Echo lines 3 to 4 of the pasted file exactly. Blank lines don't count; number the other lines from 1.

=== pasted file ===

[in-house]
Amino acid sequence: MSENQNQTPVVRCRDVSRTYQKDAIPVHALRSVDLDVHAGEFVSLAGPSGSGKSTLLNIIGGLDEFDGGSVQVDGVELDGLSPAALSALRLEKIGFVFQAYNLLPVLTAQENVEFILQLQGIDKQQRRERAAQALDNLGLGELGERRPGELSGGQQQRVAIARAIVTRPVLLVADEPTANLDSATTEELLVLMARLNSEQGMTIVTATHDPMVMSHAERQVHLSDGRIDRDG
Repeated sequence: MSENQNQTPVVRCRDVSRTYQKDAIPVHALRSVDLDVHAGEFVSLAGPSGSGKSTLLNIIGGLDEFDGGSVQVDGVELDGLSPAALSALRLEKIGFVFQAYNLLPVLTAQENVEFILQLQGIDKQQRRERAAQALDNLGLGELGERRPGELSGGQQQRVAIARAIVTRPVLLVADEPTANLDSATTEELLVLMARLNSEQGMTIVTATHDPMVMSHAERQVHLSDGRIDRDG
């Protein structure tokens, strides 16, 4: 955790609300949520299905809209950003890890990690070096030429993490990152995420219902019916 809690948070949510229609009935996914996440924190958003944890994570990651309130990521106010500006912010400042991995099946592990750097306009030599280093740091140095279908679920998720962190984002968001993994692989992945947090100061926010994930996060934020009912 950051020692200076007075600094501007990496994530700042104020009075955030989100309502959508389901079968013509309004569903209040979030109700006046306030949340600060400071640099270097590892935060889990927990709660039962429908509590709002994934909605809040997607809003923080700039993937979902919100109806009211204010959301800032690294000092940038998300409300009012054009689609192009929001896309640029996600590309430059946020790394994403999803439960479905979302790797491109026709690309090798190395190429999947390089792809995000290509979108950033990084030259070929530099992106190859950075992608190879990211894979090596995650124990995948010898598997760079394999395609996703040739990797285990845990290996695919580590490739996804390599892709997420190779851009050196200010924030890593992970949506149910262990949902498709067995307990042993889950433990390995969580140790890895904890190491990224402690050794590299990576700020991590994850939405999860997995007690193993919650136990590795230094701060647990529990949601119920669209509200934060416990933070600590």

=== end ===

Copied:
Repeated sequence: MSENQNQTPVVRCRDVSRTYQKDAIPVHALRSVDLDVHAGEFVSLAGPSGSGKSTLLNIIGGLDEFDGGSVQVDGVELDGLSPAALSALRLEKIGFVFQAYNLLPVLTAQENVEFILQLQGIDKQQRRERAAQALDNLGLGELGERRPGELSGGQQQRVAIARAIVTRPVLLVADEPTANLDSATTEELLVLMARLNSEQGMTIVTATHDPMVMSHAERQVHLSDGRIDRDG
């Protein structure tokens, strides 16, 4: 955790609300949520299905809209950003890890990690070096030429993490990152995420219902019916 809690948070949510229609009935996914996440924190958003944890994570990651309130990521106010500006912010400042991995099946592990750097306009030599280093740091140095279908679920998720962190984002968001993994692989992945947090100061926010994930996060934020009912 950051020692200076007075600094501007990496994530700042104020009075955030989100309502959508389901079968013509309004569903209040979030109700006046306030949340600060400071640099270097590892935060889990927990709660039962429908509590709002994934909605809040997607809003923080700039993937979902919100109806009211204010959301800032690294000092940038998300409300009012054009689609192009929001896309640029996600590309430059946020790394994403999803439960479905979302790797491109026709690309090798190395190429999947390089792809995000290509979108950033990084030259070929530099992106190859950075992608190879990211894979090596995650124990995948010898598997760079394999395609996703040739990797285990845990290996695919580590490739996804390599892709997420190779851009050196200010924030890593992970949506149910262990949902498709067995307990042993889950433990390995969580140790890895904890190491990224402690050794590299990576700020991590994850939405999860997995007690193993919650136990590795230094701060647990529990949601119920669209509200934060416990933070600590």